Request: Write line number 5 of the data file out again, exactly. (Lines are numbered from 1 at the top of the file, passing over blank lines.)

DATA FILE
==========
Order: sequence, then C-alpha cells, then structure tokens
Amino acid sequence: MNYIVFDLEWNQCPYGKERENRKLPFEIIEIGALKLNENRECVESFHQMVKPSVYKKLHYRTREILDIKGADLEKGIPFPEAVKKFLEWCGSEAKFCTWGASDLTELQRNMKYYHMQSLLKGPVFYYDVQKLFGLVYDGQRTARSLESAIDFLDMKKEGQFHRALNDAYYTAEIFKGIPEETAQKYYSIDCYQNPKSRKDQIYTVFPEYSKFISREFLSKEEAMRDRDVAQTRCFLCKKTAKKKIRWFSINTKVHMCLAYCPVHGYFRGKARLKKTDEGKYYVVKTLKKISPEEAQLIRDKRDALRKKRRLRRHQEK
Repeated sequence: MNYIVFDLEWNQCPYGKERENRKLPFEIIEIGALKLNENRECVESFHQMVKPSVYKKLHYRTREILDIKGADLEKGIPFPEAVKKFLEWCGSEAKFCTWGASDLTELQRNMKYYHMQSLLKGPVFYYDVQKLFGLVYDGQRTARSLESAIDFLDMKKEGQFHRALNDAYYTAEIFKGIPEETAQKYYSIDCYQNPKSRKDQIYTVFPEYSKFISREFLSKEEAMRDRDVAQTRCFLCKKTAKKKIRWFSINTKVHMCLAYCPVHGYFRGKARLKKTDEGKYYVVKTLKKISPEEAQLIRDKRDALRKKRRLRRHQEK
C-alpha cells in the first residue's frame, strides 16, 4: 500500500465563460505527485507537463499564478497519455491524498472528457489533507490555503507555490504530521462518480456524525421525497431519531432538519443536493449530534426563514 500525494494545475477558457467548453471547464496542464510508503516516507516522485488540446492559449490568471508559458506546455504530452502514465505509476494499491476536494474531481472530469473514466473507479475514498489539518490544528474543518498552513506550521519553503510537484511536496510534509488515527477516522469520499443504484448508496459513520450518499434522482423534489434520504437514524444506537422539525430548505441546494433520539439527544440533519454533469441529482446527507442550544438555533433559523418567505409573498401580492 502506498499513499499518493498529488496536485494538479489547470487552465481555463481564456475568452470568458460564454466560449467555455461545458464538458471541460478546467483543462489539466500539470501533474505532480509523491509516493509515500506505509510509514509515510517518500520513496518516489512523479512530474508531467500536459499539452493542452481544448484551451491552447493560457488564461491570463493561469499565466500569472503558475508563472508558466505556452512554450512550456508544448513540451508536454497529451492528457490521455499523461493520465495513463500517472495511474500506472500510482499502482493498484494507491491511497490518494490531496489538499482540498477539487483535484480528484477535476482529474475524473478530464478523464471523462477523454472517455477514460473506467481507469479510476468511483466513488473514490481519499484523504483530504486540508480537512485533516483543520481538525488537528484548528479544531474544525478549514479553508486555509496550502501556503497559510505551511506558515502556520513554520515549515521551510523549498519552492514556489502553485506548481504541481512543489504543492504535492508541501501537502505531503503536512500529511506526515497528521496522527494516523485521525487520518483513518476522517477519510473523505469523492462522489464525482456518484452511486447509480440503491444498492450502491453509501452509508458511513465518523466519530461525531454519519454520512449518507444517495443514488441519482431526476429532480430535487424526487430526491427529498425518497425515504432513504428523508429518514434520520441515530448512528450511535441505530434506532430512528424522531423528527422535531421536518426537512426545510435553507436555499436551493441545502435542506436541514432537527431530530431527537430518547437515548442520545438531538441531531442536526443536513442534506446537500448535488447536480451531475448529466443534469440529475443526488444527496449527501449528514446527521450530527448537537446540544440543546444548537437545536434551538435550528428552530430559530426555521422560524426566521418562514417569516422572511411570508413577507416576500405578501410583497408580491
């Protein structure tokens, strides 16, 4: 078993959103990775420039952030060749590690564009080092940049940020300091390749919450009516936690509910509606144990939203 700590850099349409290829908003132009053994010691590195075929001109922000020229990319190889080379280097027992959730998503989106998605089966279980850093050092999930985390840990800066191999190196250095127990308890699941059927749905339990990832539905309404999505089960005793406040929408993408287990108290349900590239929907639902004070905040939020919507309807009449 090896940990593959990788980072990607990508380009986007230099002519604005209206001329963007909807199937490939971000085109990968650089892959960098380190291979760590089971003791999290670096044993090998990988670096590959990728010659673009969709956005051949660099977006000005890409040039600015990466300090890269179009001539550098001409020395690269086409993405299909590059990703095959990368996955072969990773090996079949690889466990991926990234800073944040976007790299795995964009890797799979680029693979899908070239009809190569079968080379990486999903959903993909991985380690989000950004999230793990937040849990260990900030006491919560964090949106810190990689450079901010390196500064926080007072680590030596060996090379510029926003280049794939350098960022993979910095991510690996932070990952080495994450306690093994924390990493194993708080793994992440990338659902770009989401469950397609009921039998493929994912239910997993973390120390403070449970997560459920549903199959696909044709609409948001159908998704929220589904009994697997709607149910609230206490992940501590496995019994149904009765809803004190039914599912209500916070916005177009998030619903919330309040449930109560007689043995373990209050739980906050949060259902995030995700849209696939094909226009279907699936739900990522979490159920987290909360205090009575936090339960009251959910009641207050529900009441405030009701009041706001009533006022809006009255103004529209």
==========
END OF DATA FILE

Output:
């Protein structure tokens, strides 16, 4: 078993959103990775420039952030060749590690564009080092940049940020300091390749919450009516936690509910509606144990939203 700590850099349409290829908003132009053994010691590195075929001109922000020229990319190889080379280097027992959730998503989106998605089966279980850093050092999930985390840990800066191999190196250095127990308890699941059927749905339990990832539905309404999505089960005793406040929408993408287990108290349900590239929907639902004070905040939020919507309807009449 090896940990593959990788980072990607990508380009986007230099002519604005209206001329963007909807199937490939971000085109990968650089892959960098380190291979760590089971003791999290670096044993090998990988670096590959990728010659673009969709956005051949660099977006000005890409040039600015990466300090890269179009001539550098001409020395690269086409993405299909590059990703095959990368996955072969990773090996079949690889466990991926990234800073944040976007790299795995964009890797799979680029693979899908070239009809190569079968080379990486999903959903993909991985380690989000950004999230793990937040849990260990900030006491919560964090949106810190990689450079901010390196500064926080007072680590030596060996090379510029926003280049794939350098960022993979910095991510690996932070990952080495994450306690093994924390990493194993708080793994992440990338659902770009989401469950397609009921039998493929994912239910997993973390120390403070449970997560459920549903199959696909044709609409948001159908998704929220589904009994697997709607149910609230206490992940501590496995019994149904009765809803004190039914599912209500916070916005177009998030619903919330309040449930109560007689043995373990209050739980906050949060259902995030995700849209696939094909226009279907699936739900990522979490159920987290909360205090009575936090339960009251959910009641207050529900009441405030009701009041706001009533006022809006009255103004529209």